MADISON (WKOW) -- Wisconsin's Department of Workforce Development (DWD) delayed the release of a key report on state job growth until a 27 News story aired which highlighted the delay on Thursday.
New Quarterly Census of Employment and Wages (QCEW) numbers show Wisconsin added 28,653 private sector jobs from the end of March 2013 through March 2014. That represents a growth rate of 1.3 percent.
DWD normally releases the QCEW numbers at least a month ahead of when the U.S. Bureau of Labor Statistics (BLS) releases the full QCEW report for all fifty states. That BLS report is due out on September 18th. DWD's delayed release came at a time Gov. Scott Walker (R-Wisconsin) is highlighting another set of jobs numbers to promote his reelection.
For over two years, Governor Walker and DWD officials swore by the QCEW numbers, while dismissing the monthly BLS numbers known as the Current Employment Statistics (CES) as inaccurate. That's because QCEW statistics are based on reports from 96% of state employers, while the CES numbers rely on a sample of about 3.5% of employers.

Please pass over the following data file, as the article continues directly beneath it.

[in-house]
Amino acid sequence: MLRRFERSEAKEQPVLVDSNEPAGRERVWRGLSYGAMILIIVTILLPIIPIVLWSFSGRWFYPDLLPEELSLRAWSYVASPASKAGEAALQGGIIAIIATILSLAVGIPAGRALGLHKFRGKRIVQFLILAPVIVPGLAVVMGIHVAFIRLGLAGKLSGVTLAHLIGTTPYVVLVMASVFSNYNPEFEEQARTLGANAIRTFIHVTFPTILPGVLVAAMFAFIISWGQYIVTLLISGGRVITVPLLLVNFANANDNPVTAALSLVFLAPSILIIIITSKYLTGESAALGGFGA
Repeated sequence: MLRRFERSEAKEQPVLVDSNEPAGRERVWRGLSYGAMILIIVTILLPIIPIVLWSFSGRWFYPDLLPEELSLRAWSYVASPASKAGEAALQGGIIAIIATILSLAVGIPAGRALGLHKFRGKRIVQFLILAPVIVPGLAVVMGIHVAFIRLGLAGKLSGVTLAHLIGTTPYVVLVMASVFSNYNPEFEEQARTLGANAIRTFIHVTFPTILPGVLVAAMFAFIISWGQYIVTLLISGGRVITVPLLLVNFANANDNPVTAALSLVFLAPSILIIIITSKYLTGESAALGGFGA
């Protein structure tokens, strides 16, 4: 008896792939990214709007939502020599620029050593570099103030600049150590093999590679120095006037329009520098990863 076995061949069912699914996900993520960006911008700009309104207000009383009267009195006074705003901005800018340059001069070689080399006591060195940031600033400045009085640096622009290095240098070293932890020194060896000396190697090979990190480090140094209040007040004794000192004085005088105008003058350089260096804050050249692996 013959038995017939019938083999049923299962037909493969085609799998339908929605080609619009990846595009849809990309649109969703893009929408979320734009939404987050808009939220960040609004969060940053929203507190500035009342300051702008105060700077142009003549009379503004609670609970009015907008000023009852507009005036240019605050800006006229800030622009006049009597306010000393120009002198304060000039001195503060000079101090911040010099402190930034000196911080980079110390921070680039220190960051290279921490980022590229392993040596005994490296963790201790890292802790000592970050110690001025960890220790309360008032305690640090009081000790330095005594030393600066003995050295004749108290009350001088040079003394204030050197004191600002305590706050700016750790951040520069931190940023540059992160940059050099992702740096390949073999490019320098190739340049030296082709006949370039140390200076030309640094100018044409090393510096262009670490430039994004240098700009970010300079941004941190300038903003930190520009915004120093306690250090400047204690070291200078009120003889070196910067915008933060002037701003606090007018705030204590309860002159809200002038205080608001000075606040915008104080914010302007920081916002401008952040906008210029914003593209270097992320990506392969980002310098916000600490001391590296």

A DWD press release dated June 6, 2013 reads: "As DWD has repeatedly pointed out, the monthly jobs estimates (CES) are flawed and a poor indicator of the true economic outlook in Wisconsin. Thus, any study or ranking using the monthly estimates should be viewed with increased scrutiny."
Ironically, it is exactly those monthly numbers the Governor's campaign is now using to tout the fact that Wisconsin's private sector job growth ranks third in the Midwest from July 2013 to July 2014. The most recent QCEW numbers show Wisconsin ranks 10th out of 10 Midwest states for private sector job growth.
"This is exactly the same way that Politifact does it, they look at quarterly numbers when they come out and then, if you look at Politifact each month they use the CES, the Current Economic Statistics to get up to date, because as you all know, QCEW numbers come out six months after the fact," Gov. Walker told reporters in Green Bay on Wednesday.
A timeline compiled from AP dispatches since March shows the dreaded disease being identified in a remote part of Guinea and then spreading to another country and then two more nations with authorities being alternately alarmed or confident.More >>
A timeline compiled from AP dispatches since March shows the dreaded disease being identified in a remote part of Guinea and then spreading to another country and then two more nations with authorities being alternately alarmed or confident. More >>
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